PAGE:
The opinion of the court was delivered by: Barry Ted Moskowitz, Chief Judge United States District Court
ORDER GRANTING IN PART AND DENYING IN PART PARTIES' JOINT MOTIONS FOR LEAVE TO FILE UNDER SEAL
Plaintiff KITE SHIPPING LLC, Intervening Plaintiff, CARDINAL SHIPPING LLC, and Purported Garnishee MANDARIN FORTUNE SHIPPING PTE. LTD. ("MFS") (hereinafter collectively "the Parties") have filed three joints motions for leave to file under seal, collectively, the following documents: Plaintiffs' motion for reconsideration of the Court's order adopting the Magistrate Judge's order vacating attachment ("Motion for Reconsideration"), MFS's opposition to the Motion for Reconsideration ("Opposition"), Plaintiffs' reply memorandum in further support of the Motion for Reconsideration ("Reply"), and all accompanying declarations and exhibits.
The first motion, filed on September 21, 2012, requests leave to file under seal: 1) the Motion for Reconsideration, 2) the supporting declaration by George M. Chalos ("Chalos Declaration"), and 3) all accompanying exhibits (Ex. A-H). This motion is GRANTED IN PART and DENIED IN PART.
The second motion, filed on September 28, 2012, requests leave to file under seal:
1) the Opposition, as well as evidentiary objections to the Chalos Declaration, 2) the supporting declarations by Zhang Lanshui ("Zhang Declaration") and Andre M. Picciurro ("Picciurro Declaration"), and 3) all accompanying exhibits (Ex. A-E). This motion is DENIED.
The third motion, filed on October 12, 2012, requests leave to file under seal: 1) the Reply, and responses to MFS's evidentiary objections, 2) the supplemental declaration by George M. Chalos ("Supplemental Chalos Declaration"), 3) the two accompanying exhibits (Ex. A & B). This motion is DENIED.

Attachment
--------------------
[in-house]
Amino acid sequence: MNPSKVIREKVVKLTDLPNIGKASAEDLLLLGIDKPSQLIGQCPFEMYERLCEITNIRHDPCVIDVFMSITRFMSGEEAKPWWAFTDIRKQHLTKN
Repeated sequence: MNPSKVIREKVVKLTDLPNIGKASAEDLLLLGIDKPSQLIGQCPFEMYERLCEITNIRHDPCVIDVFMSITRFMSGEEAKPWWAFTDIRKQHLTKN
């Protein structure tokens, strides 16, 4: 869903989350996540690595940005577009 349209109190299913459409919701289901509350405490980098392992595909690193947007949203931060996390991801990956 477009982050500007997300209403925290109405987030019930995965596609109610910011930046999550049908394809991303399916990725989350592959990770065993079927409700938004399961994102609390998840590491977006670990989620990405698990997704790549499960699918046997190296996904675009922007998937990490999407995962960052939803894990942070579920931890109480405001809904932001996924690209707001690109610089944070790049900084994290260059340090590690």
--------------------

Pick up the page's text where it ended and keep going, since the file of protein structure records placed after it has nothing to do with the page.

The courts in this country recognize a "general right to inspect and copy public records and documents, including judicial records and documents." Nixon v. Warner Commc'ns, Inc., 435 U.S. 589, 597 (1978). Unless a court record falls within the limited category of records "traditionally kept secret," a "strong presumption in favor of access is the starting point." Kamakana v. City and County of Honolulu, 447 F.3d 1172, 1178 (9th Cir. 2006). While the Ninth Circuit has carved out an exception to the presumption of public access where "a party attaches a sealed discovery document to a nondispositive motion," Phillips ex rel. Estates of Byrd v. General Motors Corp., 307 F.3d 1206, 1213 (9th Cir.2002), it has not yet ruled on whether discovery documents subject to a stipulated protective order and attached to a nondispositive motion fall within this exception. See In re Roman Catholic Archbishop of Portland in Oregon, 661 F.3d 417 (9th Cir. 2011).
In general, however, while the "fruits of pretrial discovery are, in the absence of a court order to the contrary, presumptively public," a district court may override this presumption under Rule 26(c) where "good cause" is shown. San Jose Mercury News, Inc. v. U.S. Dist. Court, 187 F.3d 1096, 1103 (9th Cir.1999). According to Rule 26(c), "[t]he court may, for good cause, issue an order to protect a party or person from annoyance, embarrassment, oppression or undue burden or expense ...." Fed.R.Civ.P. 26(c). "Good cause" requires a showing that specific prejudice or harm will result if the records are not sealed. See Phillips, 307 F.3d at 1210-11; Beckman Indus., Inc. v. Int'l Ins. Co., 966 F.2d 470, 475-76 (9th Cir.1992).
While the burden for showing good cause is lower than for the compelling reasons standard, "'[b]road allegations of harm, unsubstantiated by specific examples or articulated reasoning, do not satisfy the Rule 26(c) test.'" Beckman, 966 F.2d at 476. A blanket protective order is not itself sufficient to show good cause for sealing particular documents. See Foltz v. State Farm Mutual Auto. Ins. Co., 331 F.3d 1122, 1133 (9th Cir. 2003) ("[A] party seeking the protection of the court via a blanket protective order typically does not make a 'good cause' showing required by Rule 26(c) with respect to any particular document."). See also Kamakana, 447 F.3d at 1183; Beckman, 966 F.2d at 475-76.
The Parties seek to file under seal Plaintiffs' Motion for Reconsideration, MFS's Opposition, Plaintiffs' Reply, and all accompanying declarations and exhibits, based on the Parties' stipulated protective order and their assertions that the documents "reveal commercially sensitive information." Each motion will be discussed in turn.
A. First Motion (September ...